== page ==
In Sicily today it was close to 49 degrees Celsius, the highest temperature in Europe. Specifically, in Floridia, a municipality on the Sicilian coast of Syracuse, the thermometer reached 48.8 degrees Celsius.
Not only Sicily, but the whole of central-southern Italy, and part of the north of the country, is under the influence of a torrid Saharan air current. This is causing the mercury to reach record highs of up to 47 and 48 degrees Celsius.
Extreme heat wave in Italy
The extreme heat wave is causing thousands of hectares of forests in several regions to start burning. The flames have also been raging in Calabria for days and it is estimated that between 20 and 24 million wild animals have lost their lives in the first two months of summer due to the fires: squirrels, deer, reptiles, hedgehogs, roe deer, dormice, tortoises, foxes and sparrows, among others.
Sicily declares a state of emergency
A heatwave is expected to arrive this week and, accompanied by strong winds, is putting central and southern Italy on alert. Forecasts indicate that over the next few days the heat wave will peak on Friday.
The most affected municipalities are Partinico, Campofelice di Fitalia, Vicari, Roccapalumba and Polizzi Generosa in the province of Palermo. Due to the situation, the authorities of the Mediterranean island have declared a state of emergency for a period of 6 months.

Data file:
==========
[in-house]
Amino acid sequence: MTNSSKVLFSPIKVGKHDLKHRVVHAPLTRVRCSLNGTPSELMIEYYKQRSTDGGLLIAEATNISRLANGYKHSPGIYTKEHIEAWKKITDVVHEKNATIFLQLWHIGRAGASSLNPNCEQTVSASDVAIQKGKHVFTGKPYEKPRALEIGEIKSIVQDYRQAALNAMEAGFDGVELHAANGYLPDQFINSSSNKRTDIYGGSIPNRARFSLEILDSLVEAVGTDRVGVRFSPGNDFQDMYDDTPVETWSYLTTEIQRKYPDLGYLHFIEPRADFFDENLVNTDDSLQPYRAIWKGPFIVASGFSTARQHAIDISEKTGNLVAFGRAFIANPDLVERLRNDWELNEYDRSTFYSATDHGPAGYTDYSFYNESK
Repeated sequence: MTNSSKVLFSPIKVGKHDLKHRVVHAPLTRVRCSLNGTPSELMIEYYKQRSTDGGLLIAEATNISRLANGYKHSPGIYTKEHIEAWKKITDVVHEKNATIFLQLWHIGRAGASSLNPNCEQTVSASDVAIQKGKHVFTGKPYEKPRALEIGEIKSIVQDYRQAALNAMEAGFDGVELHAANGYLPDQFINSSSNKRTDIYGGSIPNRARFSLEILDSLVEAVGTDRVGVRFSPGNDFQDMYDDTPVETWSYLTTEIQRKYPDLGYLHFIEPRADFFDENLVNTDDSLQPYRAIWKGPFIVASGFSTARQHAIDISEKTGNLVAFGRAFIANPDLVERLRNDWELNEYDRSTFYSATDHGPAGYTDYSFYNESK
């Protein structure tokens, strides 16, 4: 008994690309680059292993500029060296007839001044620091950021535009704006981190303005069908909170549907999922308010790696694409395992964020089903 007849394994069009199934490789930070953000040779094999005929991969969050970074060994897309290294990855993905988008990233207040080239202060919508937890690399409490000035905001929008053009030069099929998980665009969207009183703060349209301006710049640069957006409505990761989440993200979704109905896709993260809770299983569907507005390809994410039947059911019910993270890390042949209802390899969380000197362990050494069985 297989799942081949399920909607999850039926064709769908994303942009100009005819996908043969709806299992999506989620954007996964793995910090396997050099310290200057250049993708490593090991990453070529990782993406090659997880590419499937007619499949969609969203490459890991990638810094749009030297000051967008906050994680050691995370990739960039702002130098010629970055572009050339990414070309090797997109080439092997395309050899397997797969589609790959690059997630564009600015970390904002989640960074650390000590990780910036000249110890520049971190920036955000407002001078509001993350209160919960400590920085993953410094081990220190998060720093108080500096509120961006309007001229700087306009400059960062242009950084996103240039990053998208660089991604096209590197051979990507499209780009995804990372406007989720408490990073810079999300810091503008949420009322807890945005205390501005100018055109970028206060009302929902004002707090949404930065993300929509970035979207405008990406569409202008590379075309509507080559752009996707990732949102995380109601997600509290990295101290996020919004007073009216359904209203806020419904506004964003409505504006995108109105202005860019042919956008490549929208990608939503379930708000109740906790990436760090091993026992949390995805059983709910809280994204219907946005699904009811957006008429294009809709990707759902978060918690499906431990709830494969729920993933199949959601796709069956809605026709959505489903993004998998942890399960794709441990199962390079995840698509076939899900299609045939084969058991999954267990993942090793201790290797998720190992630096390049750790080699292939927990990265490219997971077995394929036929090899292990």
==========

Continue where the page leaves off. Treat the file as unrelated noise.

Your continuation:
Extreme heatwaves used to occur once every 50 years, but now occur once a decade because of global warming and because torrential rains and droughts are also occurring more frequently, according to a report by the United Nations’ Intergovernmental Panel on Climate Change (IPCC).
The report says the world’s population is already experiencing the effects of climate change that will be “irreversible for centuries or millennia to come”.
Among the future forecasts, they indicate that sea levels will rise between 2 and 3 metres in the next 200 years if global warming remains at 1.5 degrees as proposed in the Paris Agreement, but could exceed 20 metres with a rise of 5 degrees.